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Comment Charging? Probably not (Score 1) 140

I remember reading about an ultra-low power wifi antenna that uses incoming wifi signals and "reflects" those signals back at the sender, but somehow manipulates the reflected signal to carry data. This reduced power required by the transmitter by some large fraction. This is the only reasonable explanation I can think of because remote battery charging is not efficient at all, but this signal reflection claimed to be very efficient.

Comment Re:Sadly? (Score 1) 387

I'm not in favor of working on other projects when on the clock for someone else, but it is a very normal thing to take many breaks for any intellectual job. The brain necessitates it. You literally cannot learn anything new while your working memory is consumed by what you've been thinking about. You must take time to forget in order to learn. You do most of your learning when your working memory is empty.

Comment Masters (Score 1) 199

An apprentice under a master is a good way for someone to learn. The problem is there are almost no masters and way too many cargo-cult programmers in the industry that will be passing on their superstitious religion of how they think programming works. A master knows when not to use best practices. A master should be confident enough in their abilities that they can safely ignore the warnings of other masters, but obviously wise enough to know when to take good advice. Or as one master said(paraphrased) ~"If I tell you to not ever do something and you always listen to what I say, you are not a master". Or another one who said ~"A master knows when to use an anti-pattern". According to psychology, a master can synthesize knowledge without having to remember it; Thinking is all that is required. This is also almost exactly the definition of abstract reasoning.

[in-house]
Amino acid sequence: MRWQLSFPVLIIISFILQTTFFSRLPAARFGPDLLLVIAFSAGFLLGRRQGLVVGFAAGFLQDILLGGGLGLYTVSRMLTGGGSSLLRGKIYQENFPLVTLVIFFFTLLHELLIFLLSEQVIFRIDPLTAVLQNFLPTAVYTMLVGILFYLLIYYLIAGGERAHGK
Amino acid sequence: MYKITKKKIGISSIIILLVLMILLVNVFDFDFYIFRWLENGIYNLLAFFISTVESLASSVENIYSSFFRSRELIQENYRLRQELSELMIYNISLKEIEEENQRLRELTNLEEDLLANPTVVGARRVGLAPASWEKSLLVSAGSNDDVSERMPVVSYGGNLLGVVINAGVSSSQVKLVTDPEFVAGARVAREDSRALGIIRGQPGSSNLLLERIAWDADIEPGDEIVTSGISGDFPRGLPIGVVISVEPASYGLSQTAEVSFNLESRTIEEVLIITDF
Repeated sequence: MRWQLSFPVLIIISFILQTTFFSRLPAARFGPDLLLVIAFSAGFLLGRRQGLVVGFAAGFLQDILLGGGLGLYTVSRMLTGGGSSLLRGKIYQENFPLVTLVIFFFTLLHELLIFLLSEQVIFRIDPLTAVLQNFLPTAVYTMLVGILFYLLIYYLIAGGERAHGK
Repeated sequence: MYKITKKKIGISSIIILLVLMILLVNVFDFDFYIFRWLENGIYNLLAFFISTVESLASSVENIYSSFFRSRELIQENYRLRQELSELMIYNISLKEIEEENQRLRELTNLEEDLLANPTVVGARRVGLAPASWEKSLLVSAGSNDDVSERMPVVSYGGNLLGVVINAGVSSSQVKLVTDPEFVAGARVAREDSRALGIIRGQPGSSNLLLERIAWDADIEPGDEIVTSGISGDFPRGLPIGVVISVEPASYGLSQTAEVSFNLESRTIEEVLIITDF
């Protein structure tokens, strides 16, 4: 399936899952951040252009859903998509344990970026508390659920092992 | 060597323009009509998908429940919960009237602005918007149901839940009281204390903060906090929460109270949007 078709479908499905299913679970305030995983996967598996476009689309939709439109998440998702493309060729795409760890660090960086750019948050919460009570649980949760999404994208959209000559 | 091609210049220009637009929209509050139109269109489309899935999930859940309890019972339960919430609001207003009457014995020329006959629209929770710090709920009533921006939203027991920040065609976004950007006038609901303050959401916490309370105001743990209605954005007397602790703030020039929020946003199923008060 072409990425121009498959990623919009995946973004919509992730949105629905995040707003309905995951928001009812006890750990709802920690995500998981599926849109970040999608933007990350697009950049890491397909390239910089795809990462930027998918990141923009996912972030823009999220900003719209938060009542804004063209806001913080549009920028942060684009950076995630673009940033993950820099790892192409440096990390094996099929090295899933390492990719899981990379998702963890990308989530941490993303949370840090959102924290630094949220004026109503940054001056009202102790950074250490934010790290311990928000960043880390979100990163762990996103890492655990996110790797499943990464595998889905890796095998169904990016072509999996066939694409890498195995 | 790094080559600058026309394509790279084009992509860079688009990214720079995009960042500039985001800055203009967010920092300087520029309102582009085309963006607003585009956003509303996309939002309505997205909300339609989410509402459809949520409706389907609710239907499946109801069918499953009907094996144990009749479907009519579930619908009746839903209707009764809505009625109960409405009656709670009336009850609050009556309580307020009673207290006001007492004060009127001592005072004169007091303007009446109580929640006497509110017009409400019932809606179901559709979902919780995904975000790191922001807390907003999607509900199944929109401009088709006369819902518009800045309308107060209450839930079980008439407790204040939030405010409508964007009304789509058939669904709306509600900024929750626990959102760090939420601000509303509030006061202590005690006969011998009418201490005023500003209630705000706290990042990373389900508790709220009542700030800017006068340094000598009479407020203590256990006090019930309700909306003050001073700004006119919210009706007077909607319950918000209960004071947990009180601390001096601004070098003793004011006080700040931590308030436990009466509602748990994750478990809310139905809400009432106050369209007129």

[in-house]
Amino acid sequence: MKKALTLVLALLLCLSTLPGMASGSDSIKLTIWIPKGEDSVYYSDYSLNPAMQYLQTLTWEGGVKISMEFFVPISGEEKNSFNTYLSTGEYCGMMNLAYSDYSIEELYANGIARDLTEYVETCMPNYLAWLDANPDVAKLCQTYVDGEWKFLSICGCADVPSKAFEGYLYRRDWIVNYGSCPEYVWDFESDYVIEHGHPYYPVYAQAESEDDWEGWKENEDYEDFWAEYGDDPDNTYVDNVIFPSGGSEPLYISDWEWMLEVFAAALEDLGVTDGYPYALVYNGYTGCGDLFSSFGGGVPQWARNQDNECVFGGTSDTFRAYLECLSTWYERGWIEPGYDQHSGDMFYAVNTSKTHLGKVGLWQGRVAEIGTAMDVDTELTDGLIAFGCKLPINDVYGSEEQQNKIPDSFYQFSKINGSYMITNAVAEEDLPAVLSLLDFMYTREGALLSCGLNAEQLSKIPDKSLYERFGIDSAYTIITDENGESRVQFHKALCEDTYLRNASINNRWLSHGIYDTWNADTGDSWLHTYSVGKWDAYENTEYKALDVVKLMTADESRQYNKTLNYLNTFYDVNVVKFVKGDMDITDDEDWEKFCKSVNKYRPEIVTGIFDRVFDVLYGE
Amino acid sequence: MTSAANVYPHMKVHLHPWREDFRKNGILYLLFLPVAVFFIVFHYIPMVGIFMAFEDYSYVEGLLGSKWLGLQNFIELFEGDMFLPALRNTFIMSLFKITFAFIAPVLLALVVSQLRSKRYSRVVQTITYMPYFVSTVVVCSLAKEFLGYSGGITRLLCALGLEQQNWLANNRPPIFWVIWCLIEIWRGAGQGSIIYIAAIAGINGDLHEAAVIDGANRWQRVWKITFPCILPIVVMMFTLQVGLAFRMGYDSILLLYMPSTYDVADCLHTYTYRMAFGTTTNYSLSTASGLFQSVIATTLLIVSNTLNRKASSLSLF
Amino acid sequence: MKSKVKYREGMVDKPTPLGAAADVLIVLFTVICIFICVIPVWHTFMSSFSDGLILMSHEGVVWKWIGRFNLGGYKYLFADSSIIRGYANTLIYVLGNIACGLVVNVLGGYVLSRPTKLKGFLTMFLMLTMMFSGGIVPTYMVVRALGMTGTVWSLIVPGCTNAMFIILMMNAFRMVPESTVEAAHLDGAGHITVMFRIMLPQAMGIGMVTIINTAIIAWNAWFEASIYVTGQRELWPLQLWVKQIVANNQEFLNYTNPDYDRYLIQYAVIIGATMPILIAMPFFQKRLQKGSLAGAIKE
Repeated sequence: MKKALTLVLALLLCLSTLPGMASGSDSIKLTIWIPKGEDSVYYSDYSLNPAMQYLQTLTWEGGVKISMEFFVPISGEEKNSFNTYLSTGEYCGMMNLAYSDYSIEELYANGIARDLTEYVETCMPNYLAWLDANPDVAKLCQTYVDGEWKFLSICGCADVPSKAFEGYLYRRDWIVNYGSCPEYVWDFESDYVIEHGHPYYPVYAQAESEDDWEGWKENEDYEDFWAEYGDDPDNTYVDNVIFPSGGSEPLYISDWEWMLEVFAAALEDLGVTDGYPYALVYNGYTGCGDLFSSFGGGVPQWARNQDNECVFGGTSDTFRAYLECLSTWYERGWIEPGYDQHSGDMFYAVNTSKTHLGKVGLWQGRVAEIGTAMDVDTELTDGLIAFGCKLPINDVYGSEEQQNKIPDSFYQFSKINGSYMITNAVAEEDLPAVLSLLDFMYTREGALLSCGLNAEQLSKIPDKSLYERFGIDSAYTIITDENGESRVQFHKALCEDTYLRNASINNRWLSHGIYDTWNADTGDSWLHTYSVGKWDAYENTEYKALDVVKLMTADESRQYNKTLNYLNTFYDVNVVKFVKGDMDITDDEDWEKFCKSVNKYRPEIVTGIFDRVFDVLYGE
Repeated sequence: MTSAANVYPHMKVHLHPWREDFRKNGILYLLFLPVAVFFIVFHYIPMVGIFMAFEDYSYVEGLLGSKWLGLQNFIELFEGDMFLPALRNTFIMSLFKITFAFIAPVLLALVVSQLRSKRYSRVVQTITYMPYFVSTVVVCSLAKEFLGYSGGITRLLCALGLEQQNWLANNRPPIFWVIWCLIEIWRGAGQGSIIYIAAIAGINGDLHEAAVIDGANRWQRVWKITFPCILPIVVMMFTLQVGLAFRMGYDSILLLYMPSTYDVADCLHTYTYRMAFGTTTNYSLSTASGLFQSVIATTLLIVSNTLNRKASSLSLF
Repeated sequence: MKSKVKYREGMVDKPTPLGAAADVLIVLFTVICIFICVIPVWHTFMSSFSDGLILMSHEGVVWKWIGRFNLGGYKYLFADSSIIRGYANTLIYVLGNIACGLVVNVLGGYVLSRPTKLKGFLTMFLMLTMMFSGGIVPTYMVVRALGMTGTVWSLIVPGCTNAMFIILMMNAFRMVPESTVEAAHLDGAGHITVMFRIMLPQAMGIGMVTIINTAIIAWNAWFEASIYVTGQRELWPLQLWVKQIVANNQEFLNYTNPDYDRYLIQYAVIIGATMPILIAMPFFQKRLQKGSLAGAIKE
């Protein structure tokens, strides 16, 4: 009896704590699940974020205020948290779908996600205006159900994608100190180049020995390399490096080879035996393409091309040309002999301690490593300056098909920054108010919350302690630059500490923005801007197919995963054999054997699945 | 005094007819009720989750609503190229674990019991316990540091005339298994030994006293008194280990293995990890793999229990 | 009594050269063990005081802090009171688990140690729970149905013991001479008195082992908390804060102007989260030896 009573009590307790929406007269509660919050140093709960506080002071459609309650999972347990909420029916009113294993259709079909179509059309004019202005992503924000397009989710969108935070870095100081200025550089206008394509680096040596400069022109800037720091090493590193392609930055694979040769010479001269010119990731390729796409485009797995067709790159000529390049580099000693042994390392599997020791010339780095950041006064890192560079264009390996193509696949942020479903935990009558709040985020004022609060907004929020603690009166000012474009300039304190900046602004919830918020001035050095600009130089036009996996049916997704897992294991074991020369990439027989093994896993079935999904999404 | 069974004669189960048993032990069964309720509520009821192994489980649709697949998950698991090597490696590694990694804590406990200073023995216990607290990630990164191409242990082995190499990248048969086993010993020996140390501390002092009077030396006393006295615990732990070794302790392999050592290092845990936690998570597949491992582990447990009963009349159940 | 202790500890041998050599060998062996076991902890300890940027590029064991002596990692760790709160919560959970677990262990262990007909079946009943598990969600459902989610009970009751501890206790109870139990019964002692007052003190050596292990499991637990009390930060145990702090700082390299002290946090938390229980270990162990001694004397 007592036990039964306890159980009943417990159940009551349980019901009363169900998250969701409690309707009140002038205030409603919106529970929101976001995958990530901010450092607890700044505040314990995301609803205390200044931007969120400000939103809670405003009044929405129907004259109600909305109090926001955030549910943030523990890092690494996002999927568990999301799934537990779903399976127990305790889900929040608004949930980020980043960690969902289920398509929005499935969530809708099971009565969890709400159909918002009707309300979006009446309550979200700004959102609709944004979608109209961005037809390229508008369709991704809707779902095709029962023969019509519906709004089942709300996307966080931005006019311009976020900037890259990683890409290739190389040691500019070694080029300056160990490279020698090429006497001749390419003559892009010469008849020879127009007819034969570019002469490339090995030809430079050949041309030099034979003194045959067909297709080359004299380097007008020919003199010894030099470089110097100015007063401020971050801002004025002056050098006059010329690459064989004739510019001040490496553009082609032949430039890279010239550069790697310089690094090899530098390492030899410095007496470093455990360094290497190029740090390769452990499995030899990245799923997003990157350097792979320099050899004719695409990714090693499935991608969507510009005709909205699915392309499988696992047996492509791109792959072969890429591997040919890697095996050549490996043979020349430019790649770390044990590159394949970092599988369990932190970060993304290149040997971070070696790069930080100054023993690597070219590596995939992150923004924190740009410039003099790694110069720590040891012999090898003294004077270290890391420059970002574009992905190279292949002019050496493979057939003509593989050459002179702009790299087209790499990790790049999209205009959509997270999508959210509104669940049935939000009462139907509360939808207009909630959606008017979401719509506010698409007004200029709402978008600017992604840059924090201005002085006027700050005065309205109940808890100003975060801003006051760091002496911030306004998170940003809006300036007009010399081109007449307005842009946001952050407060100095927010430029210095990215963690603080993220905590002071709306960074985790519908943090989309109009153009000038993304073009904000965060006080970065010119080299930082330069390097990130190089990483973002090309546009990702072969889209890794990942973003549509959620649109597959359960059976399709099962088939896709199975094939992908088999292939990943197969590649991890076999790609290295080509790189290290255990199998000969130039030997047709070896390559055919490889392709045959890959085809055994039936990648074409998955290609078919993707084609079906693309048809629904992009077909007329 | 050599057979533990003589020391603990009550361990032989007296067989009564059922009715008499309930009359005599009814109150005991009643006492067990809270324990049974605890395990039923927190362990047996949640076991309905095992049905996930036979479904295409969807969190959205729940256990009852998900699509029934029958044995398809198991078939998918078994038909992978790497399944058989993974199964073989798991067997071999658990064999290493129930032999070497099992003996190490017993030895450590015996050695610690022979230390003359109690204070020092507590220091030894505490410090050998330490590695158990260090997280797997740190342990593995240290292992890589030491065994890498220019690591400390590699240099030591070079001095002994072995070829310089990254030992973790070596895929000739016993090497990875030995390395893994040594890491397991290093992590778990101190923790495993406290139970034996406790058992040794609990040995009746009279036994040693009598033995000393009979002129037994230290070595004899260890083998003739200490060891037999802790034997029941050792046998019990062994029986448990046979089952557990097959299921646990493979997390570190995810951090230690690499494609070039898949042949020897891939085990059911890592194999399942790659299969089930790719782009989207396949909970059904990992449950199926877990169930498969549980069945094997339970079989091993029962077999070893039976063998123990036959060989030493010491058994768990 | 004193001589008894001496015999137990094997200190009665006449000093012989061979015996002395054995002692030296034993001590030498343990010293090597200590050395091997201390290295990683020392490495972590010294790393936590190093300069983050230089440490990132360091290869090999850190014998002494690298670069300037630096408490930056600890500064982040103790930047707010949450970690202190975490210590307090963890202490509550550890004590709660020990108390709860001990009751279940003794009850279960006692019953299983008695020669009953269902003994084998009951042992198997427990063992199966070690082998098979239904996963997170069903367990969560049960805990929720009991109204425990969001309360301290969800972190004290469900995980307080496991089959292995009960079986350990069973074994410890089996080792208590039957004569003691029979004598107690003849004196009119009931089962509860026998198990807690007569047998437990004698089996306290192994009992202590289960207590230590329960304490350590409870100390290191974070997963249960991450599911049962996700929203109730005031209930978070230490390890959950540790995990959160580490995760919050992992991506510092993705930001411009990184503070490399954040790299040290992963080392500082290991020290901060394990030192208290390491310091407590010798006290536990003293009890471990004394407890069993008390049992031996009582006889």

My biggest gripe about how most other programmers "teach" is they want you to memorize everything because that's what they do. No better than a good hands-on technical college. What people need is more theory and practical application of theory.

Only mediocrity can be trusted to be always at its best.

Mediocrity at best breeds more mediocrity, but a master can better themselves.

And don't confuse expertise for mastery. An expert may spend a lifetime honing a skill to deliver mediocrity of a consistent quality. A master will intuitively understand new problems with no time spent. Expertise is dependent on knowledge and experience, mastery is not. One may master without being an expert, but master do tend to be experts.

Comment DOS attack (Score 1) 63

Someone smarter than someone else could flood the other person's brain. Doesn't even need to be overall intelligence, just in whatever part is creating the thoughts. What if I'm thinking about an n-dimensional problem where n is much greater than 3, and I try to transmit this idea to someone else? This is excluding my A.D.D.. Sometimes I think so fast I almost blackout. Many concurrent thoughts traversing many different paths, trying to solve a difficult problem.

I recognize that the rate and quality of ideas transference is highly limited by traditional communication methods, but there is always going to be some amount of "[lossy] compression" going on unless two brains are identical.

Comment Re:What makes me really unhappy (Score 1) 149

Fearing concurrency is irrational. Difficult to reason about concurrency when you're in an irrational state of mind. The ability to quickly debug concurrency issues separates cargo-cult from programmers, because understanding concurrency requires understanding of the code. I will agree that working in poorly designed concurrent code is a major headache.

Comment Re:under-performing colleague (Score 1) 149